Breathing: One of the most undervalued…

One of the most undervalued self-help and wellness techniques in our arsenal is breathing exercises. Breathing is such an involuntary action, many of us go about our day not even giving it a second thought. For me, coming to understand just how important the breath is in my overall well-being came about during the spiritual experience I had in 2015.

I had just began

I was sitting on my bed one day, and I had just began, for the first time in my life, to practice meditation. This was also the period of time that I was doing some serious introspective writing. Clearing away all the resentments and trash that I was buried under. Anyways as I sat there, I started taking really deep breaths. I mean really deep, cleansing type breaths that seemed involuntary. It was as if my spirit was telling my body, “We HAVE to do this.” It was probably ten inhales and exhales, but I tell you, the effect that it had on me was profound.

Breathing improves cognitive function

“Today, studies show that breathing exercises can actually improve cognitive function, encourage positive thought processes, and reduce symptoms of anxiety.

…neurological link

In a 2018 study from Trinity College Institute of Neuroscience and the Global Brain Health Institute at Trinity, it was shown that there is a neurological link between respiration and focus. The study showed that those who incorporated intentional and consistent breathing exercises affected the levels of noradrenaline in their brain, which is a natural chemical messenger released when we are challenged, focused, or emotionally aroused. When we are stressed, we produce too much, and when we are sluggish, we produce too little; those who practiced daily breathing techniques produced the sweet spot of noradrenaline and showed exceptional ability to focus.

Improve symptoms of depression

What’s more, breathing exercises for anxiety have been shown to improve symptoms of depression in addition to reducing the symptoms of anxiety. Many people have unintentionally become shallow breathers, which is a mindless breathing pattern where you inhale through the mouth, hold the breath, and take in less air. Long-term shallow breathing can actually keep the body in a cycle of stress, affecting everything from mental to physical health and even susceptibility to illness. While we shouldn’t stay in a prolonged state of controlled breath, starting the practice for a few moments per day can make you more conscious of your habits outside of the exercise” (headspace).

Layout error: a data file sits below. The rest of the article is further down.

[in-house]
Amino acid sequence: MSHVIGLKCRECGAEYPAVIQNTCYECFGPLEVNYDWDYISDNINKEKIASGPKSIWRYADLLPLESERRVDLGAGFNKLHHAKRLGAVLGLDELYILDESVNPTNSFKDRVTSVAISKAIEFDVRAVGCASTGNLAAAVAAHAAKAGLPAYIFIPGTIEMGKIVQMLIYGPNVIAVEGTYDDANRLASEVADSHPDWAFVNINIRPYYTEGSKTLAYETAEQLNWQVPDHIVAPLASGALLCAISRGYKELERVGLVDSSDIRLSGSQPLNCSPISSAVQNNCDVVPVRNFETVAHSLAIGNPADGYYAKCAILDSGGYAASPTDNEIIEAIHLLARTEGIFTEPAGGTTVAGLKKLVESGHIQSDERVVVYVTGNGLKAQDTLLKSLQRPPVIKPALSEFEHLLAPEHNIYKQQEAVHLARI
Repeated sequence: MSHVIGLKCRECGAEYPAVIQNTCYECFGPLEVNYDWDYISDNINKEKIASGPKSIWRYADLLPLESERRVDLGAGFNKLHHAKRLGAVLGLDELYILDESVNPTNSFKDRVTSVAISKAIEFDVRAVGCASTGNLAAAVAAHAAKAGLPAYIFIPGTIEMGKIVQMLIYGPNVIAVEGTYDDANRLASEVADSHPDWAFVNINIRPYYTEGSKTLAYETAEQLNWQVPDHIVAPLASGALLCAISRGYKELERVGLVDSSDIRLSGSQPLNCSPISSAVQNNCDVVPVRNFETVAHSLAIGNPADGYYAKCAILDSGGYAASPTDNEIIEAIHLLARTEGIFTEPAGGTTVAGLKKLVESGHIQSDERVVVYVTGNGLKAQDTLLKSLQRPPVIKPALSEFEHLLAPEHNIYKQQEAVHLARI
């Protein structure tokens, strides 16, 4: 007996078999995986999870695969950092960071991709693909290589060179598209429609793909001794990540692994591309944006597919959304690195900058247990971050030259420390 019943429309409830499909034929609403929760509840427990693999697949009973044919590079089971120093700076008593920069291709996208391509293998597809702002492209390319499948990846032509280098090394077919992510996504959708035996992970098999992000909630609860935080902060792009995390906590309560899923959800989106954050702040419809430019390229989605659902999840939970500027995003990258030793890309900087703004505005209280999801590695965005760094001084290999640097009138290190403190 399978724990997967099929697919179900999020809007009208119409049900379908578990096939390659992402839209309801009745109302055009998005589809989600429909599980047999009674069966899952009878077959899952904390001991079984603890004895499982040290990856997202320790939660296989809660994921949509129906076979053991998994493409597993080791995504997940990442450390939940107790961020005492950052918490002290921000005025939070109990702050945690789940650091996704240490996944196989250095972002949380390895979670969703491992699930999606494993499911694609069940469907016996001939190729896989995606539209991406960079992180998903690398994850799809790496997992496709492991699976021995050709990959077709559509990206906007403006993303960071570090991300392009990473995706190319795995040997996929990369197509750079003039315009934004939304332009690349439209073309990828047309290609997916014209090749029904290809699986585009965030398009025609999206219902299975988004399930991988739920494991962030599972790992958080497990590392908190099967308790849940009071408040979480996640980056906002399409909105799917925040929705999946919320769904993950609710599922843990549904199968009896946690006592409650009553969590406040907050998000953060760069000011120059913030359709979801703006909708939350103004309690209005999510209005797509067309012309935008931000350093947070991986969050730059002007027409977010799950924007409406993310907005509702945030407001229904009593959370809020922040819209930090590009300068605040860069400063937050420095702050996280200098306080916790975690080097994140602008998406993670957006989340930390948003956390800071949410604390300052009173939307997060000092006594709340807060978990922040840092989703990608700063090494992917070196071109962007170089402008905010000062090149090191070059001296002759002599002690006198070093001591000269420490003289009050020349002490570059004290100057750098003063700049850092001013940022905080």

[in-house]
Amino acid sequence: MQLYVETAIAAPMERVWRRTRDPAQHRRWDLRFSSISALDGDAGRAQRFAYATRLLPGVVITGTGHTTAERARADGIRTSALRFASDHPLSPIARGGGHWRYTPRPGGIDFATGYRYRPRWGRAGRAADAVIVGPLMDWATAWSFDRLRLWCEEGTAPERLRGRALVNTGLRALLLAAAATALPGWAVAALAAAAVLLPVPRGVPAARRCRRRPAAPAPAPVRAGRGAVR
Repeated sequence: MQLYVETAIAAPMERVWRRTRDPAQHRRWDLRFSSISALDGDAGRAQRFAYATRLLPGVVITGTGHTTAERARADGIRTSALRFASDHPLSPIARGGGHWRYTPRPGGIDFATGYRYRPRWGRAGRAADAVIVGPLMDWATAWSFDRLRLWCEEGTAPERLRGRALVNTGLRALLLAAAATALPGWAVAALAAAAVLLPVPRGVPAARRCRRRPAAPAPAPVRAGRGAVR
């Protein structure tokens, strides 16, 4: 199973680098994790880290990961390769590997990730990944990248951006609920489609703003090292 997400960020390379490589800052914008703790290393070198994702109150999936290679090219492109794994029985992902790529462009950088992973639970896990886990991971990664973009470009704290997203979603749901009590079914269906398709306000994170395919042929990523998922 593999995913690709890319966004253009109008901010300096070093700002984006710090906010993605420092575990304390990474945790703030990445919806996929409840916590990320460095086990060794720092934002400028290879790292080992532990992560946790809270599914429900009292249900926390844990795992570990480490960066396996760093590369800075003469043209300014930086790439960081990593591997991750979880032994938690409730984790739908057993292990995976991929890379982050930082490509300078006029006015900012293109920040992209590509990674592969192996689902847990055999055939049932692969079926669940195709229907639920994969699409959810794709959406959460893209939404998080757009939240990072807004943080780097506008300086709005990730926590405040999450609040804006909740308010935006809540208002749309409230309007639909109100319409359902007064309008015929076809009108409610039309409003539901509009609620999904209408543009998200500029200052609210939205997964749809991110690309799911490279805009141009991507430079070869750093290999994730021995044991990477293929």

Helpful in a number of ways

As you can see, mindful breathing and practicing breathing techniques can be helpful in a number of ways. It can even help us lower our heart rate and aiding in stress and anxiety management as the article states. That is a big deal. Simply being mindful of breath can even help us focus! It’s interesting because, so often you hear someone say, ‘Hey, just take a deep breath.” We hear it all the time, yet just like the way we just breathe without much thought, it’s just a passing phrase. Now when someone says it, we may actually take deep breath or two… And guess what. It works!

Something so simple

Something so simple, yet evades us a primary way to deal with stressors, anxiety, or frustration. I will do another post detailing some of the more simple breathing techniques that work, but it’s definitely something that is personal. If the information shared in this post hits you as something that may be helpful, may I suggest doing a little research into some simple breathing techniques, what works, and feels right for you. In the meantime, here is a link to a video to start you on your way!

https://www.headspace.com/meditation/breathing-exercises

Sources:

headspace. Breathing exercises to reduce stress. https://www.headspace.com/meditation/breathing-exercises. Accessed 26 August, 2020.

Author's Bio: 

Author's bio:

Eric Thompson, self-help & wellness blogger @ www.ethos1974.com

I am currently a student at Long Beach City College working towards a degree in Counseling. Attached is a link to my “about me” section.

www.ethos1974/about-me/

Checkout my latest post!

https://ethos1974.com/5-foods-linked-to-better-brain-power/